Twitter user reveals detail of celeb super injunctions

 
Steve Dinneen
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TWITTER’S role in the super injunction saga has come under intense scrutiny after several accounts sprung up which appear to name and give details about the alleged affairs of those who have taken them out.

Yesterday one Twitter feed, which has attracted more than 50,000 followers, gave details on six supposed super-injunction cases. The feed was still active last night with the company taking no apparent action.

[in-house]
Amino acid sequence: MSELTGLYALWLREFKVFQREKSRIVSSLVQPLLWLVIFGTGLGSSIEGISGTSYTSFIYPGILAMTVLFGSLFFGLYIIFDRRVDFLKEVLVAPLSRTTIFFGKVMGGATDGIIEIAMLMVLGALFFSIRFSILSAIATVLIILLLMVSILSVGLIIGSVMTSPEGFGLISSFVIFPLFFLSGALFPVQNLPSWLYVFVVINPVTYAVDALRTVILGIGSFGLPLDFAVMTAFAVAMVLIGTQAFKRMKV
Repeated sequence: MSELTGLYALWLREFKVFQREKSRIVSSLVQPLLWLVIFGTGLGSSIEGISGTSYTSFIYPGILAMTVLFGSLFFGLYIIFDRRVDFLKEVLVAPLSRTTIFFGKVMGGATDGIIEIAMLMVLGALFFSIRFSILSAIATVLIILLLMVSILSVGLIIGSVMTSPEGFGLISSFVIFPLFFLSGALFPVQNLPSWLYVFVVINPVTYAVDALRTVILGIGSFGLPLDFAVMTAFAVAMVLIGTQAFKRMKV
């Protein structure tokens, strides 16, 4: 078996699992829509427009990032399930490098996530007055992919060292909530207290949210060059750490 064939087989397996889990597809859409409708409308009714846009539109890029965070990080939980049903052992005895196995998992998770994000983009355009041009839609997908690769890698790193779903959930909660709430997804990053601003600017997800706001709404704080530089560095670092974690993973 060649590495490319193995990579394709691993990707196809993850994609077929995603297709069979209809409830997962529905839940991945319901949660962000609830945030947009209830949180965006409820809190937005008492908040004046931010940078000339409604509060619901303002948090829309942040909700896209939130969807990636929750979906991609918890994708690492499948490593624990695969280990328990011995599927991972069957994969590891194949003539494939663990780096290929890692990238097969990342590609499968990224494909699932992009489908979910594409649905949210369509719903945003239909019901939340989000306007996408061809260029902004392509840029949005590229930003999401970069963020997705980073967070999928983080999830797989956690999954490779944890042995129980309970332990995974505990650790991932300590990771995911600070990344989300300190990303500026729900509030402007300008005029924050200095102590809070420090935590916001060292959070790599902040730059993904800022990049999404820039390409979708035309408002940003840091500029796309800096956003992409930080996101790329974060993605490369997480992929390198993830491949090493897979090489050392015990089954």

Socialite Jemima Khan denied on her own Twitter feed that she has taken out a super injunction to prevent “intimate” photos of her and Jeremy Clarkson leaking out.

A super injunction can make it illegal to publish details about a person, or even acknowledge the injunction exists. While posting details on Twitter is technically illegal it would be very difficult to prosecute.